Astronaut Frank Rubio has made history. Not only is he the first American astronaut to have spent a whole consecutive year in space, but he now holds the U.S. record for the longest time in space. Rubio will have spent 371 days in low Earth when he finally comes home on September 27.
But having Rubio hold the record for the longest single spaceflight wasn't in the cards originally. After his arrival to the International Space Station on September 21, 2022 aboard the Soyuz MS-22, his scheduled return was planned for March of this year. However, he became stranded with cosmonauts Sergey Prokopyev and Dmitry Petelin after their Soyuz capsule was hit by a micrometeorite, leading to a coolant leak. While an empty capsule was sent to space, the three astronauts had to take over the duties of those who would have traveled on it, delaying their return.
During his time at the ISS, Rubio has helped conduct multiple experiments, including a series of studies aimed towards unraveling how spaceflight affects human physiology and psychology. “Every day we spend up here, we know a little more about how the human body fares in space,” Rubio said. “We continue to do studies on the station that will help us when we continue exploring deeper and deeper into our solar system.”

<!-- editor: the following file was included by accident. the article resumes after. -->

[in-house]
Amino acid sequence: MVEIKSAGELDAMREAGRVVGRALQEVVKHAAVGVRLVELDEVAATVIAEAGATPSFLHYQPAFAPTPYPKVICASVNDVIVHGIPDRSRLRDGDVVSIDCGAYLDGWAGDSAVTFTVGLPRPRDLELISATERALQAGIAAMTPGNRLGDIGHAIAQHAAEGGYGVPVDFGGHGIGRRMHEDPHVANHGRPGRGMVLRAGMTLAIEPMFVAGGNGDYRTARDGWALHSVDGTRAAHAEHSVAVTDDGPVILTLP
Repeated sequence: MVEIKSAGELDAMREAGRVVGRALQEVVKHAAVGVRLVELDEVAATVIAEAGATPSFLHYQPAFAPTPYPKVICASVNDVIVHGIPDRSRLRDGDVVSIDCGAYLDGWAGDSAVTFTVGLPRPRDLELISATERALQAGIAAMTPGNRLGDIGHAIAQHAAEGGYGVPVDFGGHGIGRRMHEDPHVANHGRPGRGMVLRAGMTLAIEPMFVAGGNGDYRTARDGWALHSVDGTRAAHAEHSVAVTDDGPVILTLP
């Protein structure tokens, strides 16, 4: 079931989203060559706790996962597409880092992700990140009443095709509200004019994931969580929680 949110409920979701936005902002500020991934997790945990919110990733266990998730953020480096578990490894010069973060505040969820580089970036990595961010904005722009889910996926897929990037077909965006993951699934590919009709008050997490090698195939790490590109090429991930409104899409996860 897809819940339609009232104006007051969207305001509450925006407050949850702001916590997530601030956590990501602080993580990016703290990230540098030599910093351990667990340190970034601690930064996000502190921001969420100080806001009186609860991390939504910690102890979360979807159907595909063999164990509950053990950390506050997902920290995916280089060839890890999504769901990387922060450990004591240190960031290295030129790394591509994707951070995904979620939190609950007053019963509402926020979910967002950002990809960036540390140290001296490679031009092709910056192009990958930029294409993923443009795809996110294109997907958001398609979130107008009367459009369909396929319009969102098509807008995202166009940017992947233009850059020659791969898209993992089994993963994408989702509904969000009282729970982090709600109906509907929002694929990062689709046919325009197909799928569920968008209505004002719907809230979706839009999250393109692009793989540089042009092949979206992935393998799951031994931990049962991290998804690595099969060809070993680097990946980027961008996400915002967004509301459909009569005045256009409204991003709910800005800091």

For all the work he got to do and things he got to see aboard the ISS–from spacewalks to microgravity tests–the astronaut recently spoke frankly about being in space for over a year. “If they had asked me upfront before training, because you do train for a year or two years for your mission, I probably would have declined,” Rubio said during a live press conference from the ISS. “It would have hurt, but I would have declined.”
When asked about the first thing he'll do when he gets back home, he said, “Hugging my wife and kids is going to be paramount and I’ll probably focus on that for the first couple of days,” adding that he'll also revel in the silence of his backyard. “Up here, we kind of have the constant hum of machinery, that's keeping us alive it's very important but it is just a constant hum… so I’m looking forward to just being outside and enjoying the peace and quiet.”
Though Rubio is looking forward to landing back on Earth, his devoted work aboard the ISS will undeniably bring a lot of insight towards future missions. “Our understanding of how spaceflight affects the human body is mostly limited to astronauts on short-duration missions during the shuttle days and crew members on six-month missions aboard the space station,” says Steven H. Platts, chief scientist of NASA’s Human Research Program. “Rubio’s contributions provide valuable information that will be used to help keep astronauts as healthy as possible on increasingly longer missions to the Moon, Mars, and beyond.”
You can follow Rubio's return to Earth on September 27 on NASA's website. After closing the hatch and undocking, the Soyuz MS-23 spacecraft is expected to land in Kazakhstan around 7:17 a.m. EST, after which Rubio will be flown to Houston for his triumphant return to his hometown of Miami, Florida.